The few preserved live performances of Eric Burdon and The Animals display a smoking hot band with a twin guitar lineup and Burdon's always lively singing. Guitarists Vic Briggs and John Weider offered nice contrasts, with the bluesier Weider set off against the jazzier Briggs. An early performance on German TV (January 21, 1967) shows the Animals freewheeling off songs like "Roadrunner" in a style that may remind you of Quicksilver Messenger Service, until you realize that no one in the band had ever heard Quicksilver.
Although Eric Burdon and The Animals had been touring America since February 3, they did not get to the West Coast until March 18, 1967. The band then played 8 nights in a row in California, finishing by headlining at the Oakland Coliseum on Saturday, March 25. I asked Vic Briggs about the March 26 appearance at the Avalon, and he clearly recalled it, since it was the first time he (and everyone else in the band save Burdon) met the Grateful Dead. Briggs in particular became good friends with Jerry Garcia, and Garcia has cited Briggs in the past as one of his favorite guitar players.
March 26, 1967
Its not certain how many acts there were that night at the Avalon. The poster, never a reliable source in any case, suggests that Quicksilver was supporting the Dead in place of The Charlatans and Johnny Hammond, but perhaps they played too. Briggs, in fact, does not recall Quicksilver there that night, but he admits he was not there for the whole show. In any case, the band's guest slot was pre-arranged, since one of the Animals crew had brought their guitars. Thus Burdon must have called on his pre-existing connections with the Dead and gotten invited to the show.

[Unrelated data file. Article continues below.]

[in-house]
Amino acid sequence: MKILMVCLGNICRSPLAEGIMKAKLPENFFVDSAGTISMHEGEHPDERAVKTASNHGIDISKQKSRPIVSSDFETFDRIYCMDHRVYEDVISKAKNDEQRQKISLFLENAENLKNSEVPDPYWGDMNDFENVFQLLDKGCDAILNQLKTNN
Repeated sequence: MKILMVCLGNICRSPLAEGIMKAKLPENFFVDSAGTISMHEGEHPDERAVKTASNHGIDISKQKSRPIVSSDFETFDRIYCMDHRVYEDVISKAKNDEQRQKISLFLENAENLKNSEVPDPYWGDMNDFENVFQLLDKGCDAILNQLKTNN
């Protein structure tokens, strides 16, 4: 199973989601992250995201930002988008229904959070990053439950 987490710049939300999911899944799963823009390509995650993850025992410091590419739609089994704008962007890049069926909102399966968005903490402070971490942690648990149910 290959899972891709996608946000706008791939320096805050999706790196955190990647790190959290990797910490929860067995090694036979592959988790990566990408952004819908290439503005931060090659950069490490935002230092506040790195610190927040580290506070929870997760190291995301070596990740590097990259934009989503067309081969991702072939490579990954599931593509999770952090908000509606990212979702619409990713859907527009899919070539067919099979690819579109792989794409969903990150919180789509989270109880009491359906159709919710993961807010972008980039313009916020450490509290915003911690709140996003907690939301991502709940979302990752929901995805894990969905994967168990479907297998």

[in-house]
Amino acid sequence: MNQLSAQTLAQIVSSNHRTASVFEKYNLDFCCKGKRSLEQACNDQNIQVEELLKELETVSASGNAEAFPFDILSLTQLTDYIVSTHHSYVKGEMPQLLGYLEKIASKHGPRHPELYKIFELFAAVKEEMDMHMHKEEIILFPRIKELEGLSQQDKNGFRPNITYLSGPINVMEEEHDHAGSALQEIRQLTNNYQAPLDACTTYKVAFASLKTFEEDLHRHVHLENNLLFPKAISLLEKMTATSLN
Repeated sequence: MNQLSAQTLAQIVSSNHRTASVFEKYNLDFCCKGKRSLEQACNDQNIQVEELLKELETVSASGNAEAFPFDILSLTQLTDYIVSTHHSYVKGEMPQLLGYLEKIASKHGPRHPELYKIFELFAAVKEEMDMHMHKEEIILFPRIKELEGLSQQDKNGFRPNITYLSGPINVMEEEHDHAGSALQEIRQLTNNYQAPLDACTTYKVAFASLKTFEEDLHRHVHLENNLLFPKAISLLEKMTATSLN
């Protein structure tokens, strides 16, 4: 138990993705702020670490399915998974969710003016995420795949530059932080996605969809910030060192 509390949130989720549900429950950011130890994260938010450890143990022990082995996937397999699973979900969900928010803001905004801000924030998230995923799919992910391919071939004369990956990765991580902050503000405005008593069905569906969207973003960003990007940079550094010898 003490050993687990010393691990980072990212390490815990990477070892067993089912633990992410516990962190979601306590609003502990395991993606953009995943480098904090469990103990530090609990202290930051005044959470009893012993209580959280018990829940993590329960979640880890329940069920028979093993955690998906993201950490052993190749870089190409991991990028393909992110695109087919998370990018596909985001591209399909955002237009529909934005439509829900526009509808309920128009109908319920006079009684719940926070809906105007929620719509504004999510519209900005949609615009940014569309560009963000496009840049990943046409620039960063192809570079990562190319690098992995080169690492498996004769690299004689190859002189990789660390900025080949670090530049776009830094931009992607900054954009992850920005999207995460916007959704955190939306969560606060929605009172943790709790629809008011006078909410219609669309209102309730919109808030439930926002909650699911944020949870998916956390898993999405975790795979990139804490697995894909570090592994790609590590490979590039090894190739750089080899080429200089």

The Grateful Dead were a big deal in San Francisco in 1967, but Eric Burdon and The Animals were a much bigger deal. It must have been surprising indeed on a Sunday night at the Avalon to have the Dead invite another band on stage. When it turned out to be a band that had headlined the Bay Area's biggest venue the night before, that too must have been something. Remember that in March 1967, while the currently released Animals single was "When I Was Young," a powerful bluesy song (and the first recording of the new lineup), no one would have known yet that the New Animals were more San Francisco than London, and it must have been quite a jolt. Briggs does not recall jamming with the Dead onstage that night, although in fact I think he played with Garcia many times in private.
I can think of only one other instance where the Grateful Dead invited an entire band onstage, and that was the Beach Boys performance at the Fillmore East on April 27, 1971. While that event has never been adequately explained to me (I assume Bill Graham facilitated it), the surprise appearance of Eric Burdon and The Animals at the Avalon stands out as a clear signal that San Francisco musicians felt themselves to be leading the coming wave. Even Briggs does not recall what songs they played, but it must have lent a strange feel to the set to have it bracketed by a few songs from Eric Burdon and The Animals. At this distant remove, its unlikely that there's a tape, but perhaps deep in a basement in Oakland somewhere someone has a trace of this.